Even as Kim launches missiles to distract his worried populace, he is seeking US aid for his country's battle with COVID-19.
Despite Pyongyang’s denials, available evidence suggests that COVID-19 has arrived in North Korea. It is worth trying to assess the scale of the outbreak there, how it might affect the country’s internal politics and external actions — and whether it opens opportunities for U.S. officials to advance nuclear negotiations with their North Korean counterparts. President Trump believes so; the New York Times reported Saturday that Trump sent a letter to North Korea’s Kim Jong-un offering help against the coronavirus.
North Korean officials have repeatedly denied the presence of the disease in the country, but their actions suggest that the government is likely responding to an outbreak of some size. State media has reported, for example, that the country has placed under medical monitoring some 7,000 people who show symptoms similar to those of COVID-19. On Feb. 26, Russia’s Ministry of Foreign Affairs said that North Korea had accepted its shipment of 1,500 coronavirus test kits. These measures suggest at least that North Korea itself suspects an outbreak within the country, and further implies that Pyongyang lacks a full grasp of its scale.
There are other reasons to believe that COVID-19 is likely spreading in North Korea. Tens of thousands of people crossed the country’s porous, 1,450-km border with China between mid-November, when the first case was discovered in Wuhan, and Jan. 23, when Pyongyang closed the border. And North Korea’s people are especially vulnerable to infectious disease. It has been widely reported that 43 percent suffer from malnutrition. Many lack access to drinkable water or sanitary facilities; North Korea was ranked 193 out of 195 countries in the 2019 World Sanitary Index, ahead of only Somalia and Equatorial Guinea. The country has a chronic lack of medical supplies and poor health care infrastructure.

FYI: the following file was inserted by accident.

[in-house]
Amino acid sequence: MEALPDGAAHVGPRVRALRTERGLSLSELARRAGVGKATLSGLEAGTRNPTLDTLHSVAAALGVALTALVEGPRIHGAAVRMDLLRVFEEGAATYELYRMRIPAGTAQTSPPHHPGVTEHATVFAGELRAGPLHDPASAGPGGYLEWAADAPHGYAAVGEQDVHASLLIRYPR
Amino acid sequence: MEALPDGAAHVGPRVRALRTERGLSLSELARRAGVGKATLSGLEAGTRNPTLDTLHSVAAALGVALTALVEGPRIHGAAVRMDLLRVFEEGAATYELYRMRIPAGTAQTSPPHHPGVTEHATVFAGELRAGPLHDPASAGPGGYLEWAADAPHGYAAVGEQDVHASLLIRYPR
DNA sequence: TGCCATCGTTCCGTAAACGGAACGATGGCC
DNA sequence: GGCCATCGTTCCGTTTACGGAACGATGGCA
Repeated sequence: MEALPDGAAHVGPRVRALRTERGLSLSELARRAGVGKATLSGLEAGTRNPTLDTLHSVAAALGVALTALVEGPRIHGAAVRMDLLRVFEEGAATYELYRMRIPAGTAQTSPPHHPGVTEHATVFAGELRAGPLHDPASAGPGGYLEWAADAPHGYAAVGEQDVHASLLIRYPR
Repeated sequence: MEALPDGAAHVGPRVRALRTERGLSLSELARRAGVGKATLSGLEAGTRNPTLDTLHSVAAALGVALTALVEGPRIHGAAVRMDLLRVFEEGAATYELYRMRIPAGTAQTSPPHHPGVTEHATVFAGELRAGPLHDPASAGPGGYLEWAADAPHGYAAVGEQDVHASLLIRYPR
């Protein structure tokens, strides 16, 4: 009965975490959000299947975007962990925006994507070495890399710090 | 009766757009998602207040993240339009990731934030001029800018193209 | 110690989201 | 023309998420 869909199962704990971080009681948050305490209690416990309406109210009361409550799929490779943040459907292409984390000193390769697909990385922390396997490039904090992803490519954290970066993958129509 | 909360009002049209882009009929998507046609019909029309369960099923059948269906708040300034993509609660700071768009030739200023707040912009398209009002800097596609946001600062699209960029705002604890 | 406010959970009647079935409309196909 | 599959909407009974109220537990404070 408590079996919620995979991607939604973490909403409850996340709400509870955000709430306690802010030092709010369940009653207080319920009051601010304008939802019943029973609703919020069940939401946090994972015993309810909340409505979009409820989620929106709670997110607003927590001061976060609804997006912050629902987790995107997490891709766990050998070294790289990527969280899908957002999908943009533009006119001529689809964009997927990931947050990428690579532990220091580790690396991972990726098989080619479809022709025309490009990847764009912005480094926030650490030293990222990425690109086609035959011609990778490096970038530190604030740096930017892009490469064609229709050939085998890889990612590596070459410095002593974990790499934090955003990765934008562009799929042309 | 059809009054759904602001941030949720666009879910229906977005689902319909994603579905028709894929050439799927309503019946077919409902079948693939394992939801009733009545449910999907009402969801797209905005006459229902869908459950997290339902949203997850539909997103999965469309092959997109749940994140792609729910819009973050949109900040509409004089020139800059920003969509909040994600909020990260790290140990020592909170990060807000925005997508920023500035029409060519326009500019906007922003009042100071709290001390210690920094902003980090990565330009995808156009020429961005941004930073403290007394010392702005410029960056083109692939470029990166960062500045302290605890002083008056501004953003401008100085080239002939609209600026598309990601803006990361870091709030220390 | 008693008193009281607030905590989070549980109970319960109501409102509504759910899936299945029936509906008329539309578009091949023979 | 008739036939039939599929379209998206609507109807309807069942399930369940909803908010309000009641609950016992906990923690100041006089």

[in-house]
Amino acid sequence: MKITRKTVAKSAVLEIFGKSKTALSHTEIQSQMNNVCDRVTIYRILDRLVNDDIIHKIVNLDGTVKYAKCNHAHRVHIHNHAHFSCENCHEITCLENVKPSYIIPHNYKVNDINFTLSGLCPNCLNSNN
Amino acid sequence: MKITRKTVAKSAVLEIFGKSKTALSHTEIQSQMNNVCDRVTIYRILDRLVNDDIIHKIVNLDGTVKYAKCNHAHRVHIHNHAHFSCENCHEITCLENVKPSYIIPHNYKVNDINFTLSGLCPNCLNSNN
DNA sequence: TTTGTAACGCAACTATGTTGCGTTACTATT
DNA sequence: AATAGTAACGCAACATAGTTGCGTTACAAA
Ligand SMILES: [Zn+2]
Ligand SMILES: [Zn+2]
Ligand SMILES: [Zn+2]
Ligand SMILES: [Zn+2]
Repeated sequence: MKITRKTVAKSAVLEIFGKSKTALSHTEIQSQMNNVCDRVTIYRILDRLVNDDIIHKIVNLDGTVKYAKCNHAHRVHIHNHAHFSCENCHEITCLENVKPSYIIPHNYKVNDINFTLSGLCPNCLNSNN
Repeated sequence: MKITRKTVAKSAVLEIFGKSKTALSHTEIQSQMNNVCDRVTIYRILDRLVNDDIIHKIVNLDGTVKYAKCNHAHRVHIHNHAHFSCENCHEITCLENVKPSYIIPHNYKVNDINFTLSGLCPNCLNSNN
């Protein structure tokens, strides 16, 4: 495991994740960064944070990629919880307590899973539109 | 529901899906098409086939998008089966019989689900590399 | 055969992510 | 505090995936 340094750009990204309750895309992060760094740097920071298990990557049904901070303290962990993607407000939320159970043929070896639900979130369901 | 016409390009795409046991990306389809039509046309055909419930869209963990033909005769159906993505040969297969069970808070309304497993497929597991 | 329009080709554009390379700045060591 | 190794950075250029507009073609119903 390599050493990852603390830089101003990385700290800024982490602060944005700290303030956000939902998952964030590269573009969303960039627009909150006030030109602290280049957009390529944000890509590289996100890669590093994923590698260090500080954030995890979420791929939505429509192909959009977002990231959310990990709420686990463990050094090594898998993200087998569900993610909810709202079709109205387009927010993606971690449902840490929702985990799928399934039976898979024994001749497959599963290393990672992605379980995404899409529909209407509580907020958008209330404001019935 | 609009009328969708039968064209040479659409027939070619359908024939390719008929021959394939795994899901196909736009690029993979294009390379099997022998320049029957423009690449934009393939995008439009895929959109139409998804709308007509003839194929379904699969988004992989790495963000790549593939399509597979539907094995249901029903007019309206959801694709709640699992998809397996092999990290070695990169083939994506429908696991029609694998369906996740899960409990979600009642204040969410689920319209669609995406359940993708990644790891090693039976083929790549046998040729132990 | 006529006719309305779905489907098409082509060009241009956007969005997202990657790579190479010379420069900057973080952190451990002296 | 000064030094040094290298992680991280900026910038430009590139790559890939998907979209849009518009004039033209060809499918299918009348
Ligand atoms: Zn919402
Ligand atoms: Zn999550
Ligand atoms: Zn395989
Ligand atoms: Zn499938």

All this does not necessarily suggest a high likelihood of political instability. It is not difficult to imagine that North Koreans might panicked by rumors of COVID-19 deaths when the government does not seem to have a clear idea on the true scale of the outbreak and cannot provide enough face masks or other medical supplies. What we know for sure is that the Kim family regime has survived other national crises, including the mid-1990s famine that killed tens of thousands people, and the 2003 SARS and 2014 Ebola epidemics.
Yet perhaps this time is different. The economic damage done by the coronavirus to the economies of China and other countries will likely hit North Korea harder than in previous public-health crises, even as its own economy is struggling under international sanctions. The pain will be felt particularly by the donju, the new middle class, and by political elites in Pyongyang, whose frustration over Kim’s inability to cope with the public health crisis may lead to questions about the legitimacy of his family regime. Moreover, the global scope of the pandemic deprives Kim of his usual tactic of foreign malevolence for North Korea’s woes. Even if he is unconcerned about popular uprising in the short term, Kim has good reason to worry about the elite resistance to his authority in the medium and long term.
This raises the likelihood that the outbreak will change North Korea’s external behavior. Unable to control the coronavirus, Kim may well mount more international provocations to display confidence, distract a worried populace, and strengthen internal unity against the perceived threat from the outside. But Kim may also boost positive engagement with the outside world, both in search of help against COVID-19 and in hopes that the international community might ease its sanctions in the name of humanitarian assistance. These dual motivations suggest that North Korea’s foreign policy behavior is most likely to swing even more dramatically between provocation and engagement.